I wasn’t looking forward to hitting the grocery store today. From what I’ve seen on social media and heard from friends and family members, it’s approaching armageddon out there; even in some less chaotic situations, essentials like toilet paper are out of stock. You’ve seen the COVID-19 memes, you’ve heard all the laments.
All things considered, I was amazed by the organization and diligence on display at Market Basket in Brockton. Like a lot of other people on short budgets who are fortunate enough to have a car and decent access to Route 24 via I-93 South, I already frequent and appreciate this store, just like working people all across New England love whatever Market Basket is closest to them. But today, in the midst of what could have been total insanity, it was frankly beautiful to see all the employees buzzing like bees, competently holding the place down.
I didn’t want to bother store workers too much, but I briefly spoke to four of them as well as a manager to ask about their grind this week. By a rough estimate, they have more staff on than even during holidays, and it showed—unlike the zombie stores that you’ve seen on the news, the Market Basket I visited seemingly had everything in stock except for hand sanitizer. Other highly valued items—tissues, tuna, soup, toilet paper, paper towels—were in full supply.
Market Basket, of course, doesn’t typically stock shelves during store hours (unless it is completely necessary, from what I’m told). It’s one of the many pleasures of shopping there, along with not having to be around a bunch of super wealthy people who make unreasonable obnoxious requests over the deli counter, but today it was reassuring to have them around, even if they took up room in the already crowded aisles. From replenishing supplies to answering questions, the calm that they exhibited was reflected in the shoppers, who in turn were on the whole pretty damn neighborly. Black Friday this was not.
I’ll also note that while paper goods, for example, were aplenty in Brockton, in other places, Market Basket has been on the ball with putting anti-hoarding measures in place. As the New Hampshire Union Leader reported, “At the Market Basket on Woodbury Avenue in Portsmouth on Thursday, signs were placed in the toilet paper aisle limiting customers to no more than two packages of toilet paper. The same restriction was placed on cases of water.”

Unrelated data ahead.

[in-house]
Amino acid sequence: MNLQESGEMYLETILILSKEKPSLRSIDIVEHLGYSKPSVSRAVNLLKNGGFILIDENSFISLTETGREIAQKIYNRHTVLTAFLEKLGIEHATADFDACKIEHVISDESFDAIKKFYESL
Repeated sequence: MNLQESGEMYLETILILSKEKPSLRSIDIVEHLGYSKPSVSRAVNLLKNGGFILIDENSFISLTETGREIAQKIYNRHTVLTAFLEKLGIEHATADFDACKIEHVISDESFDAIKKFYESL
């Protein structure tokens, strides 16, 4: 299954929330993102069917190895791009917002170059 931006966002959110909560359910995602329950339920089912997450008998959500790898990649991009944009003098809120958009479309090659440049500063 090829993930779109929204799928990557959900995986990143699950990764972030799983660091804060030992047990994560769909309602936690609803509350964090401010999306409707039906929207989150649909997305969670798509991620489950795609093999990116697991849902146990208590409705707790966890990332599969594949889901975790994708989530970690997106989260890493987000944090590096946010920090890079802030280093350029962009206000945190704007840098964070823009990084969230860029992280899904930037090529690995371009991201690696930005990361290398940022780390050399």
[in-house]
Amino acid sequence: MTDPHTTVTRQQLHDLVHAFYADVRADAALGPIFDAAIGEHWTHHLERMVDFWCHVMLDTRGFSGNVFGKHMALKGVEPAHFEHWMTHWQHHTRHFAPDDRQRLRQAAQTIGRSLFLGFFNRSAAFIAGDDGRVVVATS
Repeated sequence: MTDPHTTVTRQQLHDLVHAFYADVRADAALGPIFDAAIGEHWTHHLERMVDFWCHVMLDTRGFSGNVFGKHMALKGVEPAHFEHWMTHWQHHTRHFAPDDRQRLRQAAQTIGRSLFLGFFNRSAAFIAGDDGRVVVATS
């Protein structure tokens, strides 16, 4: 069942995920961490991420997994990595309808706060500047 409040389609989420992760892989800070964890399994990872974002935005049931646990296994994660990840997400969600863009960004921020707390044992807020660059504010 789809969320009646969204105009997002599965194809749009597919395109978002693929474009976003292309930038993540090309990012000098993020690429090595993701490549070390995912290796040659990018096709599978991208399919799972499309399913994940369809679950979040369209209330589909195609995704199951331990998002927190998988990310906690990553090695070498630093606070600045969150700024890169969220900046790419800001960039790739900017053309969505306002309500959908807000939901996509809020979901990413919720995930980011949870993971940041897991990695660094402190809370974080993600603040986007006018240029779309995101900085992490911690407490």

One guy stocking shelves in Brockton, let’s call him Mike, told me that he was pretty thrilled to not only be working, but to be putting in overtime hours. Several family members, he said, are out of the job indefinitely due to coronavirus-related shutdowns, and he will be the breadwinner in his home for the foreseeable future. Thanks to Market Basket, where he has worked for 12 years, he makes a decent salary with benefits to boot. Which reminds me of one of the reasons that I wanted to write this post in the first place.
As many readers will remember, Market Basket almost ceased to exist in its current benevolent form. After a long-simmering family rift between rival factions of the owning Demoulas family came to a head in 2014, a hostile board fired beloved CEO Arthur T. Demoulas, who had always trumpeted the fair wages, conditions, and benefits the chain is well known for. In response, thousands of workers, along with family members and supporters, filled Market Basket parking lots across the region, sacrificing their own salary not only for their jobs, but so the rest of us can shop with dignity and buy affordable food.
In crises and emergencies like these, we hear a lot about the first responders and those on the front lines. That’s important, and in this case doctors, nurses, and everyone else working in that realm of healthcare deserve props. But what about the people on the second line, those handling the pandemonium the rest of us are causing, rightfully or not, with our mad dash for butt wipes? At Market Basket in Brockton, they’re hanging in there, going above and beyond for extra long shifts—in large part, I surmise, because of how much pride they have in their place of employment, which treats its workers as well as its shoppers notably well.
From the cashiers, to the meat and fish department workers, they’re all brave souls as far as I’m concerned, along with anybody else working in public while most people stay at home.
A Queens, NY native who came to New England in 2004 to earn his MA in journalism at Boston University, Chris Faraone is the editor and co-publisher of DigBoston and a co-founder of the Boston Institute for Nonprofit Journalism. He has published several books including 99 Nights with the 99 Percent, and has written liner notes for hip-hop gods including Cypress Hill, Pete Rock, Nas, and various members of the Wu-Tang Clan.